Mostly everyone seems to like what’s been happening at the old/new Sahara. Meruelo has re-acquired a tower that had been taken over by W Hotels. They’ve restored full in-house operations and are putting a reported $100 million or more into additional renovations, much of them to address the despised flaws in the SLS room redesigns. Even the Casbar Lounge is back in a modern incarnation!
Sahara owner Alex Meruelo and wife Liset and name-reveal gala…
The company’s founder Alex Meruelo had this to say last week about the property’s future:
The SAHARA played an important role in the evolution of the destination. And, we are now responsible for shaping a new narrative. We are writing the next chapter in the city’s evolution, for the love of Vegas.We are committed to delivering an intimate, unexpected and memorable visit for our guests. We want people who stay with us to say, ‘My God what an experience!’ because experience leads to memories. And, that’s what we want to create, memories and experiences you won’t forget.
Alex Meruelo’s debut comes at a time when there are few sole proprietors left along the Las Vegas Strip. As a life-long entrepreneur with a track record of business success, Meruelo expressed his commitment to continual improvement and investment in SAHARA Las Vegas ensuring the resort remains both timeless yet modern so that guests will want to return time and time again.
So yes, there’s plenty to be excited about The Sahara’s return. All signs point towards things being done correctly this time. But is it too late to matter? That depends on the final product and where it fits into the 2019 market.
World Tower room at SLS. Super-boring, oddly arranged, claustrophobic…
New color scheme on current Story Tower room…
I have no problem in admitting that, just because of the name, I’m much more inclined to book or recommend a hotel called “Sahara” than “SLS”. After all, there is a major road and several current businesses in the area that are named after it. Sahara IS Vegas…it evokes the desert, a rich history and promises of an experience that “SLS” (that nonsensical clump of letters) never could.
Many of us have complained about the removal of themes from Strip resorts. Then we lost our cool when office-bland City Center bleached out any hope of their restoration in the future. So if Sahara dares to restore its past Moroccan motif, even just a little, we owe it to Meruelo Group to support their audacity and daring.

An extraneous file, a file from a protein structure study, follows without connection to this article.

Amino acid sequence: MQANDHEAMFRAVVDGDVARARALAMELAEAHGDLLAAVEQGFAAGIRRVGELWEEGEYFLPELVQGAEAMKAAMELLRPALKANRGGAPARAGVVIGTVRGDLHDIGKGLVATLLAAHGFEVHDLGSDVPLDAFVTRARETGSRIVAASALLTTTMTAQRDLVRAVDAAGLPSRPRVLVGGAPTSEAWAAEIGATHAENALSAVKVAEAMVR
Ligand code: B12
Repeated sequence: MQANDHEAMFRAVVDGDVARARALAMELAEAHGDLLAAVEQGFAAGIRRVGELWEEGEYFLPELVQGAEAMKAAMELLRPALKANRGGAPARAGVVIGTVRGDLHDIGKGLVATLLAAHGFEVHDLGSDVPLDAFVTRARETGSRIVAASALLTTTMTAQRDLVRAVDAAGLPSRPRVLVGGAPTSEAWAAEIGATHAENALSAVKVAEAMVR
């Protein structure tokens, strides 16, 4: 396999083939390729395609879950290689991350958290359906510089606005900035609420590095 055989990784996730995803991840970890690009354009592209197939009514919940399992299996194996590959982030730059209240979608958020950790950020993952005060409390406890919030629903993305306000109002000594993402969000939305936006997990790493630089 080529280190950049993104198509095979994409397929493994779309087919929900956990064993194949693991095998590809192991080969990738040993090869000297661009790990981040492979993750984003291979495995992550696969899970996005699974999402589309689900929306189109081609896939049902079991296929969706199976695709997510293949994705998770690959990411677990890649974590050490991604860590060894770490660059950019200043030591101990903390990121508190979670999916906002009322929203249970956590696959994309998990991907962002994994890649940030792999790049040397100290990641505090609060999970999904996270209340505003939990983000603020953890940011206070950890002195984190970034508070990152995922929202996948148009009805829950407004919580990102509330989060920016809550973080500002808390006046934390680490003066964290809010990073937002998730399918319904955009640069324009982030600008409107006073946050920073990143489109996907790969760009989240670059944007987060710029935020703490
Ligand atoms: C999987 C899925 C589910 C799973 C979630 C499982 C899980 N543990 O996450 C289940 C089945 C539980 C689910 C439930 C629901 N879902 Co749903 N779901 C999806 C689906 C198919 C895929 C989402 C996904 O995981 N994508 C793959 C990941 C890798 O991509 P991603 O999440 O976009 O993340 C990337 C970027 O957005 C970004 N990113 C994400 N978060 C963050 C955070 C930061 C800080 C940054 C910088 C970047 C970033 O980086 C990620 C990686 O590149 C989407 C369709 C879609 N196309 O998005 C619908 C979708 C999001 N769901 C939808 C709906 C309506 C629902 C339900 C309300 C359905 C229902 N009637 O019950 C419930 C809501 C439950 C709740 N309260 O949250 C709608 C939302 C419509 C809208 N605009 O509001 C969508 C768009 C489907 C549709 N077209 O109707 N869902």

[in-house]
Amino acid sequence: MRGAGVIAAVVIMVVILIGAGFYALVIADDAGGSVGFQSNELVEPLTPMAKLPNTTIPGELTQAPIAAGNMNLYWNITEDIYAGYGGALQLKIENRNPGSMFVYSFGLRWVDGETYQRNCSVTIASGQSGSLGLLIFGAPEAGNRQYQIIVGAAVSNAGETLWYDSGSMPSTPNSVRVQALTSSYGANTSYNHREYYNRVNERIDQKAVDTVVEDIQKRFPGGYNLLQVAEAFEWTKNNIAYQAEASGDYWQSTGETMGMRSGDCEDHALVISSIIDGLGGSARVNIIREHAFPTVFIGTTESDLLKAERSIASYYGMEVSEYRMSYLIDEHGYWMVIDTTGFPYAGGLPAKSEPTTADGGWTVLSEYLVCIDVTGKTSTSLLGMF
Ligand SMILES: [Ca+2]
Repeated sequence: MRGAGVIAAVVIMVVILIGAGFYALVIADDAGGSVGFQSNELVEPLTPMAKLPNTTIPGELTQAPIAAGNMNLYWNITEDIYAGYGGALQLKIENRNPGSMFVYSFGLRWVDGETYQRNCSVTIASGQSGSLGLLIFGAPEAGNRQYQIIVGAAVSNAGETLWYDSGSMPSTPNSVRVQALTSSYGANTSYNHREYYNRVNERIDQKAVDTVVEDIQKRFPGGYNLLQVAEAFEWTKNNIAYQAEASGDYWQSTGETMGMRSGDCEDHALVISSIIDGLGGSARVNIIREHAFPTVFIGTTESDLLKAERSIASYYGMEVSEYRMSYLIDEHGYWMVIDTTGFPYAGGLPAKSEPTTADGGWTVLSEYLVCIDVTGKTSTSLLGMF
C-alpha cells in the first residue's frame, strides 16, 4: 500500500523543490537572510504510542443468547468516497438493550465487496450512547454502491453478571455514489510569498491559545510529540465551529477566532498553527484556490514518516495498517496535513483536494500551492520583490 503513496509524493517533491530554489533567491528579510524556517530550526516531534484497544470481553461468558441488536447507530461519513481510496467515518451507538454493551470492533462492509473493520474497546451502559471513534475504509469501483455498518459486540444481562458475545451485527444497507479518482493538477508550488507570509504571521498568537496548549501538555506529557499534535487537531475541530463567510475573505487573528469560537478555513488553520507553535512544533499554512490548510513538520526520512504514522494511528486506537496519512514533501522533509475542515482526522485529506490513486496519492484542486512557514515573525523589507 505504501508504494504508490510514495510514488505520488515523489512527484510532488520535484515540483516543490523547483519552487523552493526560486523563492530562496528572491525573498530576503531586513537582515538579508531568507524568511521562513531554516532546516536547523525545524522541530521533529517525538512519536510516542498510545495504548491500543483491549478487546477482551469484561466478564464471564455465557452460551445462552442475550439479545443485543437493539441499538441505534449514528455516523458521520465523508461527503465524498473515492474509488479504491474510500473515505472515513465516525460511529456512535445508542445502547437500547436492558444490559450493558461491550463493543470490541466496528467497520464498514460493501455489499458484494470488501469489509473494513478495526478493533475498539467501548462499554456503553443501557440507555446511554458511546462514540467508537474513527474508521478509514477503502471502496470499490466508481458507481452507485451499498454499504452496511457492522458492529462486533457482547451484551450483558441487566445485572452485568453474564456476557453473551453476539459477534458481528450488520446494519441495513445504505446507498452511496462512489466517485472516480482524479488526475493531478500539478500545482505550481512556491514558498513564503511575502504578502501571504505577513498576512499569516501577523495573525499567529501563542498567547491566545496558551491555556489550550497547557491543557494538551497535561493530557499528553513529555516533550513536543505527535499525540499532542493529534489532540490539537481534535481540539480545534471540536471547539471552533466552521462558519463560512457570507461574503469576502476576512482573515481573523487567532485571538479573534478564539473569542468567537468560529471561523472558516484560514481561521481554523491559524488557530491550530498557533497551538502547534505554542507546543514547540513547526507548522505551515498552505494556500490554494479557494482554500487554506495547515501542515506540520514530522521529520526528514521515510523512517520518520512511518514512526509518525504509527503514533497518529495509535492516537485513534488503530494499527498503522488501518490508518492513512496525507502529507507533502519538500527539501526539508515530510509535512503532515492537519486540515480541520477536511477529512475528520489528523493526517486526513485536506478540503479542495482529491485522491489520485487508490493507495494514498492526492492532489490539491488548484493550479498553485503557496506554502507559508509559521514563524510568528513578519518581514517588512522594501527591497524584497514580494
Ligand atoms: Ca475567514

It’s reassuring to know that the new owners have already done a great job of returning Reno’s Grand Sierra Resort to relevancy. They’ve wisely appealed to a variety of guests from the frugal to the elite, managing to modernize that hotel/casino while acknowledging its rich 41-year history. That’s exactly what The Sahara needed to do all along.
There are plenty of reasons to give the new Sahara a try. Resorts World and The Strat are drawing much-needed attention to those few blocks of the Strip. Sahara has its own monorail station, tying with Westgate for the most accessible of any stop on the line. Vital Vegas broke the news that foodie-favorite Bazaar Meats will remain and get expanded. He also reported they’re gaining an established resident production (the nauseating-yet-inexplicably-popular Magic Mike Live) that is sure to draw traffic back into the resort.
So let’s hope that Meruelo Group continues their current audacious path for The Sahara. They’ve been running reduced booking rates, “No Resort Fee” and “Half-off Resort Fee” specials since taking over, have maintained free parking, attracted a variety of hip comedians and made the casino layout more appealing.
With the right mixture of value, service and dining/entertainment/gaming offerings, The Sahara could become a standout destination that the current Las Vegas is sorely lacking…a fun affordable Sin City resort worth returning to over and over.
Sahara fans are invited to witness its rebirth and transformation via a newly-launched website. Follow the excitement and sign up for updates by clicking here.
Photos: Sam Novak, Greg C., SLS/Sahara, Vital Vegas, KVVU-TV, Pinterest, The Publicity Lab, Denise Truscello